Barb: A part of what makes this project so special, is that really, the only thing that’s wrong with this ecosystem, that’s wrong with this watershed, is that the dams are here. We’re in Olympic National Park. It’s been protected. It’s pristine. This area here, we don’t have impacts from development, from any kind of harvest, any kind of agriculture, and so the habitat is here. All we have to do is let the salmon get to it.

A sport fisher on the Elwha River before the dams were built. Courtesy Washington's National Park Fund Flickr stream

Liam: Can we just basically take the dams out and let the system find its own equilibrium; is it that simple?

Barb: You know, it pretty much is. It pretty much is. Take the dams out, and obviously there are years worth of planning, there are years worth of engineering and research that have gone into designing the best possible techniques for removing the dams, for managing the sediment, but it really boils down to take the dams out, let the salmon come back to their habitat, and that’s it. It’s tremendously exciting.

Liam: You talk about how the river connects things. That’s an interesting observation. That must be a pretty cool thing to anticipate happening.

Barb: It is really cool. I was thinking the other day it kind of feels like the river’s just been holding its breath for a long time. If you think about the salmon returning, the watershed, the ecosystem here, inhales deeply. The salmon come back in, it takes a deep breath in, the eggs are laid, the young hatch out, and they head back to sea. The sediment and the silt heads out to sea, and the river breathes out. The river’s been holding its breath for 100 years, and it’s about to start breathing again.

Liam: Barb, thank you for showing me your river.

Barb: Thanks for coming.

Construction on the Elwha Dam began in 1910. Photo by Liam Moriarty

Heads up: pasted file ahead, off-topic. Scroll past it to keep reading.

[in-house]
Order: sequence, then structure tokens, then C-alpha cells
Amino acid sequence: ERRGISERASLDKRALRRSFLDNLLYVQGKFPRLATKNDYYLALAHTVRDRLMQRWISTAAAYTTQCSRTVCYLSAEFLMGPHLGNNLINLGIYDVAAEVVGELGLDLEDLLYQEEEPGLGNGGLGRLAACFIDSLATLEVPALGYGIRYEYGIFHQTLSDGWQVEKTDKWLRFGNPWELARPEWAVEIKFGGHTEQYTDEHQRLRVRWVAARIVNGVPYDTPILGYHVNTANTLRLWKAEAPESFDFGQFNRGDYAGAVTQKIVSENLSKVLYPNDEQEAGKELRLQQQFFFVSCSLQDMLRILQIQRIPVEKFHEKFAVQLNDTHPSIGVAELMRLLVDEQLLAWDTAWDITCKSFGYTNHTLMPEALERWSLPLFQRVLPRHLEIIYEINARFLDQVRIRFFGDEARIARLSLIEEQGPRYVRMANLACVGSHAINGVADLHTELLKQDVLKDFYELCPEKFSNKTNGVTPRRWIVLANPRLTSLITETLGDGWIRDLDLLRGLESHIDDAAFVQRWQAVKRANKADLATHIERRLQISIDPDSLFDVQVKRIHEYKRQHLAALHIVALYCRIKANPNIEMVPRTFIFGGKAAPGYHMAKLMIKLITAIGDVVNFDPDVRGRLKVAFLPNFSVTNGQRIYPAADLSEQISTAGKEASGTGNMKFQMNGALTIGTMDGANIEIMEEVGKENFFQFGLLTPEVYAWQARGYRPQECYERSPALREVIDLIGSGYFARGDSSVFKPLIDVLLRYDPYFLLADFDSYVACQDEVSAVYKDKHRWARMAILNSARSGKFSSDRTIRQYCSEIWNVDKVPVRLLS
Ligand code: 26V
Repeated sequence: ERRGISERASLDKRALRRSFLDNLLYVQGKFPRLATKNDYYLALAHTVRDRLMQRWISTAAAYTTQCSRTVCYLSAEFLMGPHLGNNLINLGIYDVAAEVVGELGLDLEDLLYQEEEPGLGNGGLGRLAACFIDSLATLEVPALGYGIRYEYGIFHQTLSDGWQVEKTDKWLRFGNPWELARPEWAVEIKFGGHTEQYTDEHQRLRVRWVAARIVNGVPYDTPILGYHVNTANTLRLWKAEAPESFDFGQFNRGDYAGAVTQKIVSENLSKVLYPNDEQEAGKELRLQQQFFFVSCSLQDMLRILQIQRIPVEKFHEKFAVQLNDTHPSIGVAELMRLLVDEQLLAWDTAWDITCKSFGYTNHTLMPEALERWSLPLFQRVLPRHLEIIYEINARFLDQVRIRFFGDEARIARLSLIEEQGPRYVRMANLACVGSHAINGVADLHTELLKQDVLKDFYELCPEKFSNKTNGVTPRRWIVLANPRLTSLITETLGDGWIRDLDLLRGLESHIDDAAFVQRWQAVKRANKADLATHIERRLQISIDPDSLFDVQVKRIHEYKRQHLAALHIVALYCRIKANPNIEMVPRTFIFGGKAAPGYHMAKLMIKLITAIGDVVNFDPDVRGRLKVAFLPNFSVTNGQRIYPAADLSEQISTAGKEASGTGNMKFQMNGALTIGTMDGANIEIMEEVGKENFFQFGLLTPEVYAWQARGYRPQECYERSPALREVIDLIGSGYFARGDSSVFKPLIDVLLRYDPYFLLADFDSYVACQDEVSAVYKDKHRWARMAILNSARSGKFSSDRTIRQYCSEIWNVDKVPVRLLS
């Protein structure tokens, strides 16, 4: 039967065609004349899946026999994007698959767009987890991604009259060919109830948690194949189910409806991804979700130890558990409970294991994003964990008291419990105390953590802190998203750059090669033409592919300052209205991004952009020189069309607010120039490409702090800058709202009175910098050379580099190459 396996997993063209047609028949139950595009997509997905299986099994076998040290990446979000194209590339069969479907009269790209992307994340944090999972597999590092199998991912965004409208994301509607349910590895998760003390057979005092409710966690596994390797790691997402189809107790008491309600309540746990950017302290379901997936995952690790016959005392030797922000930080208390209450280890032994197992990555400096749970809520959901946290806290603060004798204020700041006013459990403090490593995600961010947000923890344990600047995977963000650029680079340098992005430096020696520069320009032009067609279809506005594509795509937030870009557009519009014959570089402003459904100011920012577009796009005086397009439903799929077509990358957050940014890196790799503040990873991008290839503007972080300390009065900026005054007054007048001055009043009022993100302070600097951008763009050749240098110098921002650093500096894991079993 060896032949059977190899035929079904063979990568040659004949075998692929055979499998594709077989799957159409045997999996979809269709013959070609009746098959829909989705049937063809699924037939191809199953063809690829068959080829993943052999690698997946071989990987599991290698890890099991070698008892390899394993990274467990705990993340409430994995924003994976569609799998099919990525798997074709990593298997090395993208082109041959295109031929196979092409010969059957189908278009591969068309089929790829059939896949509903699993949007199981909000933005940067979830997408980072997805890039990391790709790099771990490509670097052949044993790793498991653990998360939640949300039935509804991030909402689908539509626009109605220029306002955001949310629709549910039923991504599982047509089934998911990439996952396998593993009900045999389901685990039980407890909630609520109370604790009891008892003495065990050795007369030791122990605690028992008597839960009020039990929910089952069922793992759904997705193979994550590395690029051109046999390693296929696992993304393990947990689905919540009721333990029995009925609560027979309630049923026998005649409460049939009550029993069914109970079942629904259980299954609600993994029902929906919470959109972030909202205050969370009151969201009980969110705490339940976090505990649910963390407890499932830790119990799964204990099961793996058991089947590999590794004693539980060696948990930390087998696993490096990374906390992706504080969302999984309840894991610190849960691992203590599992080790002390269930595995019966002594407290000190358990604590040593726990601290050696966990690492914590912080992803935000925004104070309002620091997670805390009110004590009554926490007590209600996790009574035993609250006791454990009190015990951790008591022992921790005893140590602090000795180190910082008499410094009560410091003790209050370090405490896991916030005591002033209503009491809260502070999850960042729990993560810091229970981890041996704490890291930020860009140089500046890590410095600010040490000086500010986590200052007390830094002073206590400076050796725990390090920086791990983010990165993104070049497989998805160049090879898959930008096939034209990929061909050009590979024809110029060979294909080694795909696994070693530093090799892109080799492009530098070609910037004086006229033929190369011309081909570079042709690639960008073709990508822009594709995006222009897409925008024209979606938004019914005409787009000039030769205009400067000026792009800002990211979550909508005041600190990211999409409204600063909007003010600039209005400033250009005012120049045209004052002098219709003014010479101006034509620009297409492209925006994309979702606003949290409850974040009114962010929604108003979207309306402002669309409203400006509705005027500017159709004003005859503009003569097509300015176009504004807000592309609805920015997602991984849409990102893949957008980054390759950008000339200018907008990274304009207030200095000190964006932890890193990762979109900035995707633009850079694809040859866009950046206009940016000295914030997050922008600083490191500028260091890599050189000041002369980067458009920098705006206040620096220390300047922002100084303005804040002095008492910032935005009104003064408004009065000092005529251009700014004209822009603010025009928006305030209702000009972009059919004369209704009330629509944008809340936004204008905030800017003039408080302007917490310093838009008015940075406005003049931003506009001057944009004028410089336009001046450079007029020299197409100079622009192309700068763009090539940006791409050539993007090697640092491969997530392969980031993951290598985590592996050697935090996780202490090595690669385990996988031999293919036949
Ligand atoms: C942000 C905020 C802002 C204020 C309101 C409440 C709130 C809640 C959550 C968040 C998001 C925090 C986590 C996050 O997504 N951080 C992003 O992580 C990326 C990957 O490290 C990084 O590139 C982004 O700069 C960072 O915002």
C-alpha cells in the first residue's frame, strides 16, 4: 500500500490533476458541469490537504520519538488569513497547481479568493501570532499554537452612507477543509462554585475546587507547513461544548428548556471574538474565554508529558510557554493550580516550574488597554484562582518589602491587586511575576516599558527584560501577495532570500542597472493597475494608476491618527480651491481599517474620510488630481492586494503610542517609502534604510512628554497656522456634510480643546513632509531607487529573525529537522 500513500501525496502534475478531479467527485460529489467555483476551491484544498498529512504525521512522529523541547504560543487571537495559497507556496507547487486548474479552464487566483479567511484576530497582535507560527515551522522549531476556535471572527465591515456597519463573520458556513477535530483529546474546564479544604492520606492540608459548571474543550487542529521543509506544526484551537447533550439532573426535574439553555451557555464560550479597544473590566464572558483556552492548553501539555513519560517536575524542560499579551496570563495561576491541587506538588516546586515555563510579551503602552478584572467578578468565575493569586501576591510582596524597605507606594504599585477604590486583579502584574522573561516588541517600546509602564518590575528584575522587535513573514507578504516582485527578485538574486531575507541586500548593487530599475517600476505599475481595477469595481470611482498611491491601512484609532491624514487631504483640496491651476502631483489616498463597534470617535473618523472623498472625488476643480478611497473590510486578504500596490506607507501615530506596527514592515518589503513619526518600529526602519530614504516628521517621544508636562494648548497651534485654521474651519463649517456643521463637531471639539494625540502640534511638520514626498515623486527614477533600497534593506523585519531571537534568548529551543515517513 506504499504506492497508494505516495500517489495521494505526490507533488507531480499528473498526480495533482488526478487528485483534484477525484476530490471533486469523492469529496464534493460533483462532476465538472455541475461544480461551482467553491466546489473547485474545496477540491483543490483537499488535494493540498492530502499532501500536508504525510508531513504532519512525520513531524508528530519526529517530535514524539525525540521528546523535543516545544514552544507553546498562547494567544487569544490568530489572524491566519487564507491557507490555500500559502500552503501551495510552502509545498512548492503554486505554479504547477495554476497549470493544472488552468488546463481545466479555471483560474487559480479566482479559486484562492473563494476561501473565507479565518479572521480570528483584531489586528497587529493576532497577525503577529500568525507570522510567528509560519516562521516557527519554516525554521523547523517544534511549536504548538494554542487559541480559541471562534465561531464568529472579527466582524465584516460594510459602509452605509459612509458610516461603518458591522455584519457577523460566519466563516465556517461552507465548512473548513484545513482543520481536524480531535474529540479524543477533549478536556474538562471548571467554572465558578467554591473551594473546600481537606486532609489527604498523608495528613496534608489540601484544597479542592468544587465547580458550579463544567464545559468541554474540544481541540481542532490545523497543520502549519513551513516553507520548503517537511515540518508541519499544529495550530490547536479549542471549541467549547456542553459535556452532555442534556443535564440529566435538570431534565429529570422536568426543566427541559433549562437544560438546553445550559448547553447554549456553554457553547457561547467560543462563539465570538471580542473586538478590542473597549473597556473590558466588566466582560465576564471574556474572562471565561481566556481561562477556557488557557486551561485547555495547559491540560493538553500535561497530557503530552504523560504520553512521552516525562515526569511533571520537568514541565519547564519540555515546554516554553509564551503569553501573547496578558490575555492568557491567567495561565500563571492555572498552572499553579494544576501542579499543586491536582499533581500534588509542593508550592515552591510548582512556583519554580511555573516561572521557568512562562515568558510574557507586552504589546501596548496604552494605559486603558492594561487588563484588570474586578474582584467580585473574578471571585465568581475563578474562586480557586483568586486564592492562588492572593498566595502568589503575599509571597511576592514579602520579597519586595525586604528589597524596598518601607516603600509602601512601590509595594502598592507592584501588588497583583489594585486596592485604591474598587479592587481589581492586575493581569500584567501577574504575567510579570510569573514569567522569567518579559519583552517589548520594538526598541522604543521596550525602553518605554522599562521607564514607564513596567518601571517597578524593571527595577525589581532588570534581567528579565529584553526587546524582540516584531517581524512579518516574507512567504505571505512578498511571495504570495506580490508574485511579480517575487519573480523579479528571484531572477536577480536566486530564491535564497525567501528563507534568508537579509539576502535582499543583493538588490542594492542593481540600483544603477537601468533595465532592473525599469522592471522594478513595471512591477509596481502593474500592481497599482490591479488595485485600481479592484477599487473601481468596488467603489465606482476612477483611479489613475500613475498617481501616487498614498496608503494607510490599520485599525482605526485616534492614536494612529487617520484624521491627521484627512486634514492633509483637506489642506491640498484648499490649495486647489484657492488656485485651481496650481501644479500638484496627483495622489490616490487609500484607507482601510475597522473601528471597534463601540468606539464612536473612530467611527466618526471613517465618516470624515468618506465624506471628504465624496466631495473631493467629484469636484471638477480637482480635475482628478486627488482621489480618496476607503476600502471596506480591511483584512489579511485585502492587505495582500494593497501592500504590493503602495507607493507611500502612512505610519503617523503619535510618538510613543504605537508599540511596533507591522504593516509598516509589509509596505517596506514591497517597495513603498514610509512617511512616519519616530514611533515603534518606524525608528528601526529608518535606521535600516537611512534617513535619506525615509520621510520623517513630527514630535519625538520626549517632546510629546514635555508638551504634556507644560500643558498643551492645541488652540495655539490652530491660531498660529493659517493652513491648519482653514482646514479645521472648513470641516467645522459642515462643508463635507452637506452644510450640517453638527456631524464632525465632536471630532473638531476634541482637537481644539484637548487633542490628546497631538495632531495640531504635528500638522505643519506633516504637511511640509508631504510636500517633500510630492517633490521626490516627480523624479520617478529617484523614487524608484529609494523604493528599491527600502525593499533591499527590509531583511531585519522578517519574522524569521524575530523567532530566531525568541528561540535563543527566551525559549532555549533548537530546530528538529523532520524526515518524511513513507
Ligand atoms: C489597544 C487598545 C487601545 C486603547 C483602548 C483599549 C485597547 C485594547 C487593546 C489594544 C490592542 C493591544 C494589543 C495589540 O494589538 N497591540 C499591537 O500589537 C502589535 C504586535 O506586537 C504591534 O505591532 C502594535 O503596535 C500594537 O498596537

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2 Comments to “Freeing the River: Barb Maynes and the Elwha River Restoration”

  1. The blithe comment that the removal of 19 megawatts of power doesn’t matter and can be absorbed by other energy sources deserved further exploration. A good deal of power in Western Washington comes from coal. A good many of us think about and work at our lifestyles to lessen our energy impact knowing that with the emergence of electric cars and other increasing draws on the power grid every little watt counts. Within the context of global warming, removing clean renewable sources of electricity from the grid is a crime against all species that share this planet. Hydro-electric power is, of course, one of the best sources of clean renewable power. I would expect in something other than a puff-piece some further exploration of this issue.

    • Mr. Rosengard,

      Thanks for your comment. You raise a valid point.

      If you listen to “Reflections on the Water” as a whole, you’ll see that the series isn’t meant to be an in-depth exploration of issues as much as it is a chance for listeners to meet a diverse group of people, all of whom have a connection to some aspect of the Salish Sea.

      My profile of Barb Maynes isn’t a thorough examination of the Elwha dam removal, any more than my profile of Micah MCCarty is a thorough examination of the Makah whale hunt or my profile of Shane Aggergaard is a thorough examination of the impacts of commercial whale watching.

      These are issues I can explore in depth in another format (some I already have). This series is simply to introduce listeners to a variety of voices who are all — in their own way — expressing their relationship to their particular corner of this region.

      Thanks for listening!

      – Liam